Monday, 20 April 2015

That's Nature

I'm afraid today's nest update is in strong contrast to the positive post I published yesterday. In fact, today has not been a good day for nests in general. This is the "other side" of nature as it were, and must be accepted, together with all of the exciting, happy elements.

After discovering that the blackbird eggs had hatched only a couple of days ago at most, I have since been keeping an even closer eye on the nest, hoping to see the parents busy feeding their young. I was puzzled that I hadn't seen either one of them for a day or so. I hadn't expected them to be on the nest anywhere near as often as when they were incubating, but a total absence didn't sit right with me.

Camera in hand, I ventured out with a very uneasy feeling in my stomach. I think I already knew what I was going to find, or not going to find more accurately. Sure enough, I snapped a blurred photo that confirmed all three of the chicks were no longer in the nest. This is such a devastating discovery as I've become rather invested in the blackbirds' lives, being able to watch them so closely from the house. Saying that, it was only yesterday when I typed the words "the success rate is only around 30-40%" so this turn of events really shouldn't come as much surprise to me.

I searched the surrounding bushes and ground thoroughly, hoping there might be a clue as to what had happened to the chicks. There were no branches out of place or any evidence of disturbance and the chicks' bodies were nowhere to be seen. We have at least two great-spotted woodpeckers that frequent our feeders on the other side of the garden, and magpies are also occasional visitors, so I have had to draw the conclusion that the chicks were predated by one of these. I am extremely disappointed, for the parents who have worked so hard and for myself as I was so hoping to see them fledge. I can only keep my fingers crossed that the female chooses to lay her next clutch in the same nest, although this is unlikely as whatever predator took these chicks now knows the location of the nest.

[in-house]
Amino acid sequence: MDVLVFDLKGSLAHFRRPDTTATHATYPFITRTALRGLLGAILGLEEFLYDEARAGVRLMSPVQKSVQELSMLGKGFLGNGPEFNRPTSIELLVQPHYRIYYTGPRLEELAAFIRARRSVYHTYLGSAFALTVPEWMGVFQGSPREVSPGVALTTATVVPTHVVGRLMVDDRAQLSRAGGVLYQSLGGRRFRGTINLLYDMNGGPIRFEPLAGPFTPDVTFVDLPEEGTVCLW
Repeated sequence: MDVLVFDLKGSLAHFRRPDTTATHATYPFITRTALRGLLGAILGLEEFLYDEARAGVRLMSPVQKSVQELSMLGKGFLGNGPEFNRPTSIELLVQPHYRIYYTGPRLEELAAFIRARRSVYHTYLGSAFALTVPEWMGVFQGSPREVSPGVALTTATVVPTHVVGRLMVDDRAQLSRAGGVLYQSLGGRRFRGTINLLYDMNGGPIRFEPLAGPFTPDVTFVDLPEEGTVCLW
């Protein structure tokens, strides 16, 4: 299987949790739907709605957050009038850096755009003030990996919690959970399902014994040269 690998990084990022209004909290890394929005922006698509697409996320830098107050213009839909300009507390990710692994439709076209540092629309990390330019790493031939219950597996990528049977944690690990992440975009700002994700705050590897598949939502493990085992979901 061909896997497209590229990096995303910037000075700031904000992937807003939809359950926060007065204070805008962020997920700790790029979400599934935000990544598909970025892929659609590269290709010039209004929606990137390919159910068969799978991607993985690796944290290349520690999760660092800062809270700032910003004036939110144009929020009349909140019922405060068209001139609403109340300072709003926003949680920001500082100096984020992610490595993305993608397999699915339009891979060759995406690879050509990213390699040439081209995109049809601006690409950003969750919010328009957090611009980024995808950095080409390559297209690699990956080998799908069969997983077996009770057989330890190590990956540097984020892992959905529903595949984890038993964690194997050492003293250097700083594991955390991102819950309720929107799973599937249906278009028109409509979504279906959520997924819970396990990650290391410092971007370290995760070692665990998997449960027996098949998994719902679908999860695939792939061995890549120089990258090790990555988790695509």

Unfortunately, this isn't the end of the bad news. I have also been monitoring a nest that was being built by long-tailed tits in the outer top corner of another garden hedge. I had seen a pair of long-tails flying back and forth across the garden with nesting material, but over the past week or two, they haven't made an appearance. My research told me that once the nest is built, it isn't uncommon for it to be left for a few days before any laying takes place. The timing works out about right for this and having frequently checked for activity close-up, I had determined that it was yet to be occupied and no eggs had been laid.

If this was definitely the case, it was just as well. After my disappointing discovery at the blackbird site, I noticed a large clump of feathers on the outside of the long-tail site. Upon closer inspection, there were feathers everywhere, clinging to the branches and gently rolling across the driveway like tiny tumbleweeds. I couldn't see much on the inside of the bush, more feathers and lichen, but enough to confirm this nest had been destroyed. With the location of the nest being so surrounded by branches, it is likely that this too could have been caused by magpies or crows. Again, I checked for any evidence of eggs but I couldn't see any, nor bodies, so my conclusion is that nothing was inside. I could well be wrong but it's impossible to know without having a camera on the nest.

Not a great day for nesting, it has to be said. I feel deeply saddened but have to keep telling myself that this is nature, this is what happens. Predation is part of the cycle. It seemed in rather harsh contrast that, as I was stood in the garden feeling pretty gloomy after my discoveries, the distinctive call of a cuckoo drifted through the trees: my first of the season.

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